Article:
Big Changes Ahead for Toronto Fashion Week

Hannah Yakobi is an award-winning journalist and communications specialist. Throughout her career, she has written for the National Post, OK! Magazine, the Ottawa Citizen, Canwest newspaper network and dozens of publications around the world. Currently, she is the Editor-in-Chief of FAJO Magazine, a Canadian publication with staff in Canada, U.S. and U.K.

The fashion industry in Canada is changing.

Last week, we saw the official announcement that Toronto Fashion Week, which has been owned and operated by the Fashion Design Council of Canada (FDCC) since 1999, is switching hands and will be taken over by IMG Canada (part of the worldwide giant IMG).

On the day of the announcement, I interviewed some of our country’s top industry individuals and it was interesting to see what they thought about this big development. Subsequently, I read a lot of other articles on this topic and it was great to learn the variety of reactions to this news. Overall, it seemed people were hopeful and very positive. However, a few were highly critical and negative.

As a journalist, I like to assess all perspectives and sides before making my own decision about something. But do you know what my first reaction was when I read this media announcement? Surprise, shock and excitement. I’ve heard many people say that this change was going to happen, but I didn’t think it would happen two and half months before Toronto Fashion Week and also less than a month from New York Fashion Week (which is also operated by IMG). It seems the new organizers have had a lot on their plate and it will be a very busy season for them.

So what are my personal thoughts on this subject? I think that this is a great development and our industry will greatly benefit from it. Robin Kay (founder of TFW) has built and advanced the fashion week immensely over the last 14 years. In fact, it has become the second largest fashion week in North America and that is something Kay and her team can truly be proud of. As with any major event of this magnitude, there will always be supporters and critics alike. I’ve had my fair share of remarkable experiences at TFW but I have also had some quite negative ones. It is a huge event after all, so expecting everything to be perfect would be foolish. There are also much fewer resources in our country for anything fashion or arts-related (you may recall this column I wrote recently), so the fact that we have such a successful fashion week is, in itself, a great achievement. And having been to many fashion weeks around the world and seen the shows of the likes of Dior, Givenchy and Christian Lacroix, I can still say that TFW remains my favourite – and that is because it is done at home, for Canadians.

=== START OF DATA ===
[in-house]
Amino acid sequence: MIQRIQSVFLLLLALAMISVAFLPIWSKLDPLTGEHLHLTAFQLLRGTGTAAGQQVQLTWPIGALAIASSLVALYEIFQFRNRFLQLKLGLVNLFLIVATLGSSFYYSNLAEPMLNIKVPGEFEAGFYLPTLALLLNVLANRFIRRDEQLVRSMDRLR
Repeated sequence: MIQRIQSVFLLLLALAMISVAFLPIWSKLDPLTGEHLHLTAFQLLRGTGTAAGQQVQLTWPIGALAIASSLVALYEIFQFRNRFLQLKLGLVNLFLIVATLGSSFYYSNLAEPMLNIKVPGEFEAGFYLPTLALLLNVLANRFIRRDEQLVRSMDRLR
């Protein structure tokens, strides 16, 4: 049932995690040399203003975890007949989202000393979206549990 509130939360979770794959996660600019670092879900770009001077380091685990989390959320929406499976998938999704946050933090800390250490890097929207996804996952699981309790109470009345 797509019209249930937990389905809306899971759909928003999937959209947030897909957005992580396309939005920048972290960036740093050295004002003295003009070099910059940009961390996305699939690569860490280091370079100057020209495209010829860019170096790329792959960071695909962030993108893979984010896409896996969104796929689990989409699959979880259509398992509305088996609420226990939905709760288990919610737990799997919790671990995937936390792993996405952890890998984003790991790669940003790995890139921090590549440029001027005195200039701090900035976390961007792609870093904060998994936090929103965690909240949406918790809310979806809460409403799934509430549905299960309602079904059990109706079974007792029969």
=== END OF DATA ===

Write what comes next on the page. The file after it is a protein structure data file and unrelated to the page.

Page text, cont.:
Many of my friends are fashion designers who have taken part in TFW before and I love seeing their work on the runway. I hope that this new change in the organization’s structure will bring more resources to the event and also build on its strengths further. Some people have voiced their concern that we may lose our “Canadianism” if a major organization like IMG takes over. But I think that we live in the world of globalization, and most of the renowned events in our era are truly international in their scope.

As the owner of a fashion magazine that has a mandate to support Canadian talent at home and abroad, I strongly believe that, ultimately, the preference at the fashion week must be given to Canadian talent first and foremost. At the same time, however, I am certain that bringing designers from abroad is also important, as it will add a great international flavour.

On that note, I join the rest of the industry in our anticipation of what we will see at the next season of the Toronto Fashion Week that kicks off on October 22, 2012.

Photo by Kareen Mallon, FAJO Magazine